In the Philippines, the Kankanaey communities of the Cordillera mountain range have a specific word – inayan – which refers to “unethical acts”, including those perpetrated against the environment. Through inayan, the protection of communal forests occurs and the use of natural resources occurs at a sustainable rate.
In southern Belize, the Q’eqchi Maya refer to themselves as Ral Ch’och’, as people who depend on and care for the Earth.
There are many other examples of different understandings of nature embedded in language, but their significance is increasingly at odds with the workings of modern economy and society.
As we become increasingly aware that our modern relationship with nature is – ironically – not the natural order of things, we should not fool ourselves into thinking that further facilitating the enjoyment of nature will remain sustainable with more fanciful discussions of the benign nature of ecotourism. For example.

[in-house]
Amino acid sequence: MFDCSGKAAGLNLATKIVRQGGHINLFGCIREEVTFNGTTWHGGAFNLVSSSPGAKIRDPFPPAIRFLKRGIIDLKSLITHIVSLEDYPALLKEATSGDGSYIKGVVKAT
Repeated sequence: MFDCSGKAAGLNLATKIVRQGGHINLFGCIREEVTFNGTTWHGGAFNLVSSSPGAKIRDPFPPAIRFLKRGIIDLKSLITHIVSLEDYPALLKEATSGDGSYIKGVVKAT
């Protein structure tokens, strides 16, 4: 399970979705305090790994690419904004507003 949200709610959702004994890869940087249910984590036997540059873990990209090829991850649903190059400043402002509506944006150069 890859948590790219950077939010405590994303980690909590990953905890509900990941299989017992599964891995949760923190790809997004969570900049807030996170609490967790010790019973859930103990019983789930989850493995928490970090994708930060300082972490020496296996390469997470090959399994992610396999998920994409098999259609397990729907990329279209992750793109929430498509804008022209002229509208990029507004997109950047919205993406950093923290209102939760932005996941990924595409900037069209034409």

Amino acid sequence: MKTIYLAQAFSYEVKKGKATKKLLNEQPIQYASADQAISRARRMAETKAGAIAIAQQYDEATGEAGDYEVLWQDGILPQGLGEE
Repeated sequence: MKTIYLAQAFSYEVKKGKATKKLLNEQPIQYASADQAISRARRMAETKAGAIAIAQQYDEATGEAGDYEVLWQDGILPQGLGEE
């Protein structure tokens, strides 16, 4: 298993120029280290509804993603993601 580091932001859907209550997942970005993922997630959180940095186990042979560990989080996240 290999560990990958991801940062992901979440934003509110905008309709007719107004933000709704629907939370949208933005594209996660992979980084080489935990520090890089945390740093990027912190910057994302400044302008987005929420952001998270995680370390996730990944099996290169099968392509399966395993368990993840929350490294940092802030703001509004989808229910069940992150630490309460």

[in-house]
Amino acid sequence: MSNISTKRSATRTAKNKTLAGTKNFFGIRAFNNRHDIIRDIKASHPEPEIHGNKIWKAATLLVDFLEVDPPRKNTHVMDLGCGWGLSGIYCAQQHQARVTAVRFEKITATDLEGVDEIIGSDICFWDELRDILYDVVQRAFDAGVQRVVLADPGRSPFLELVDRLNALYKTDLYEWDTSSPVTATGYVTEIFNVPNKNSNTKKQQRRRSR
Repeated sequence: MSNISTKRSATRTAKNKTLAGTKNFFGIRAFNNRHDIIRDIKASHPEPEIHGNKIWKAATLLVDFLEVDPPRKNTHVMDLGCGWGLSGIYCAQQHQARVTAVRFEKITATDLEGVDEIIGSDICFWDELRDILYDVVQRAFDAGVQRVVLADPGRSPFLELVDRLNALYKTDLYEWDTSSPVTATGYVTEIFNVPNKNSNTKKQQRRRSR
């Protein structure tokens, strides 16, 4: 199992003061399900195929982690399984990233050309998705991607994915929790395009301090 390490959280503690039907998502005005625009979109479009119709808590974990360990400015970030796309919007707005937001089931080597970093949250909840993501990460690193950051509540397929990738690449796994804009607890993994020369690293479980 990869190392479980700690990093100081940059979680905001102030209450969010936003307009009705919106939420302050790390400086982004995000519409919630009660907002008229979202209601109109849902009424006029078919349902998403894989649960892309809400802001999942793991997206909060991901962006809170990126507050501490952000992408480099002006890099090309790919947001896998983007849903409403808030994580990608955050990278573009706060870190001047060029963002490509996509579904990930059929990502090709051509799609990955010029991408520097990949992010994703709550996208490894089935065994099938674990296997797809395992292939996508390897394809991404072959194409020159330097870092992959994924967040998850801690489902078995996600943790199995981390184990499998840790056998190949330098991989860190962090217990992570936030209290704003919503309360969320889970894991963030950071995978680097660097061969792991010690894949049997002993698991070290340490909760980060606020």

Or that he will convince a majority of admirers to decouple from the systems that allow our unfettered destruction of the environment and other cultures and traditions. Instead, it’s time to orchestrate a planned wilderness retreat.
This must primarily occur at a systemic level: the way our economies and corporate structures are designed to convert the natural resource base into economic capital through a linear pattern of consumption.
This is the only way to avoid the catastrophic collapse of civilization through existential risks such as climate breakdown, biodiversity loss and the disappearance of indigenous knowledge about nature conservation. However, this systemic change cannot occur without accompanying changes in mentality in particularly wealthy societies. It means you and me.